Posted On: April 14, 2012 by Susan L. Sipe

So You Want to Rank Higher on Google Maps? Beware of Google Places Pitfalls...

Business Website RankingsThe first thing we hear from almost every new client is something along the following lines:

“How much are my rankings going to improve?”

It’s no secret that a well-optimized website is going to rank well on the major search engines, but the days of relying strictly on optimization are long gone. Citations from credible sources, client reviews, regularly updated (relevant) content, and even a presence on social media sites are all aspects of Internet marketing campaigns that are carefully considered during the ranking process. What about a local marketing campaign though? Let’s examine Google Places to learn more about certain pitfalls that you should avoid at all costs if you want your address and website to have a strong showing in the SERPs and on Google Maps.

  • KEYWORD STUFFING is never a good thing when it comes to content. It often comes across as unreadable and very unnatural sounding. So why would it benefit you at all within Google Maps, particularly if you’re choosing to use keywords in your listing title? Short answer, there is no long term benefit to keyword stuffing your title. In fact, it violates Google's rules. While some companies may find momentary exposure and enjoy high rankings as a result of their “terms-of-use-violating keyword” titles, Google will penalize them in the long run. In the end, it’s better to be safe than sorry.
  • PHONE NUMBER CONFUSION doesn’t help prospective clients trying to get into contact with your business, and is therefore a big no-no in the eyes of Google. Ultimately, Google wants one thing for its listings on Google Maps – accuracy. Google wants real phone numbers that are associated with real addresses so that real customers can communicate with and eventually travel to real, brick-and-mortar buildings.
  • Always submit a 100% COMPLETE PROFILE. Google allows users to list a certain amount of information about their companies so that Internet searchers can be better informed when researching a local business. Include relevant business categories when asked (try to choose completely from Google’s list of categories if at all possible), post photos and videos, and be sure to provide business hours and a search radius when you can.
  • Make sure that YOUR ADDRESS AND PHONE NUMBER(S) are consistently displayed on the web. This means that your company contact page on your website lists your address in the same format that you listed it in Google Places. Remember, while Google will certainly take a business owner’s word for the business details you provide it, the search engine giant still relies heavily on scouring the web and cross-referencing business listing information with other credible sources (e.g. Better Business Bureau). Make sure these citations are accurate, that formats used are consistent, and your Google Places listing should begin to steadily move its way up the ladder of page one search.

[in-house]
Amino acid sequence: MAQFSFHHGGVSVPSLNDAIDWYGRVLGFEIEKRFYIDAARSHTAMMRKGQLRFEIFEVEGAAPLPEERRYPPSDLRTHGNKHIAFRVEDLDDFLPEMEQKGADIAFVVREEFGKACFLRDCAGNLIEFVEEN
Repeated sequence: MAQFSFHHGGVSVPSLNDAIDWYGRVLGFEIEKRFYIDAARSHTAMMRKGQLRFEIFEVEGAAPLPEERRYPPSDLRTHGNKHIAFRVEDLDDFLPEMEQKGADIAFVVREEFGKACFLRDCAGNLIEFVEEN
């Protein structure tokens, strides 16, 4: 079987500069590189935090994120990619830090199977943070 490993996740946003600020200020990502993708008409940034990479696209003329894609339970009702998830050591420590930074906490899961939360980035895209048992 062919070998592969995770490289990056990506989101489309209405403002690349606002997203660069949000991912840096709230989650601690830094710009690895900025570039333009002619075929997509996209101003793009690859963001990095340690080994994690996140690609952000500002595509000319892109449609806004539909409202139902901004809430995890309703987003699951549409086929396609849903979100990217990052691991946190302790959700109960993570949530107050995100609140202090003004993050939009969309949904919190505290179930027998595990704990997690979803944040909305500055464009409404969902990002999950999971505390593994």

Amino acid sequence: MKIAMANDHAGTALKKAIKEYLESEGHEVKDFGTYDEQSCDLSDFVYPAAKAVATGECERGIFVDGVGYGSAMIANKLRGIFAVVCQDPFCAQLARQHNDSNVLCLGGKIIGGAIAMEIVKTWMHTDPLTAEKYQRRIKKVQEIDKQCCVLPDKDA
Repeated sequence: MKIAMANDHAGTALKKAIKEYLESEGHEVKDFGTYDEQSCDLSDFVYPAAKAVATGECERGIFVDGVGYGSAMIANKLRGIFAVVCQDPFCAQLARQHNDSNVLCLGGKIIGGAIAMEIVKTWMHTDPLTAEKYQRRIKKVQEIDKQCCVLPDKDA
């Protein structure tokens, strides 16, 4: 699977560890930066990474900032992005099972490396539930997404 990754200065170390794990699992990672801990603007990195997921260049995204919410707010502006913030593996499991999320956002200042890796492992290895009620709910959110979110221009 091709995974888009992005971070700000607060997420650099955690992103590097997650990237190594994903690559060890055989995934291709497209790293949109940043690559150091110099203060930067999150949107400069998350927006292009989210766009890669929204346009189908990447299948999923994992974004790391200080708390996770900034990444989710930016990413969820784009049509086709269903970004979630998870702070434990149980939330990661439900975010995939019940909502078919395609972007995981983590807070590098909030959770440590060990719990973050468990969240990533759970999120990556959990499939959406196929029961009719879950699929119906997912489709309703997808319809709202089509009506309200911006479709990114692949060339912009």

Pay attention to those specific areas of your Google Places listing and you should be in pretty good shape. If you do it right the first time, it’s going to save you a lot of time and effort in the long run. For more information about how to obtain high search engine visibility, contact the legal Internet marketing team at SLS Consulting. Call (323) 254-1510 today for a free growth assessment.

  • KEYWORD STUFFING is never a good thing when it comes to content. It often comes across as unreadable and very unnatural sounding. So why would it benefit you at all within Google Maps, particularly if you’re choosing to use keywords in your listing title? Short answer, there is no long term benefit to keyword stuffing your title. In fact, it violates Google's rules. While some companies may find momentary exposure and enjoy high rankings as a result of their “terms-of-use-violating keyword” titles, Google will penalize them in the long run. In the end, it’s better to be safe than sorry.

  • PHONE NUMBER CONFUSION doesn’t help prospective clients trying to get into contact with your business, and is therefore a big no-no in the eyes of Google. Ultimately, Google wants one thing for its listings on Google Maps – accuracy. Google wants real phone numbers that are associated with real addresses so that real customers can communicate with and eventually travel to real, brick-and-mortar buildings.

  • Always submit a 100% COMPLETE PROFILE. Google allows users to list a certain amount of information about their companies so that Internet searchers can be better informed when researching a local business. Include relevant business categories when asked (try to choose completely from Google’s list of categories if at all possible), post photos and videos, and be sure to provide business hours and a search radius when you can.

  • Make sure that YOUR ADDRESS AND PHONE NUMBER(S) are consistently displayed on the web. This means that your company contact page on your website lists your address in the same format that you listed it in Google Places. Remember, while Google will certainly take a business owner’s word for the business details you provide it, the search engine giant still relies heavily on scouring the web and cross-referencing business listing information with other credible sources (e.g. Better Business Bureau). Make sure these citations are accurate, that formats used are consistent, and your Google Places listing should begin to steadily move its way up the ladder of page one search.

Pay attention to those specific areas of your Google Places listing and you should be in pretty good shape. If you do it right the first time, it’s going to save you a lot of time and effort in the long run. For more information about how to obtain high search engine visibility, contact the legal Internet marketing team at SLS Consulting. Call (323) 254-1510 today for a free growth assessment.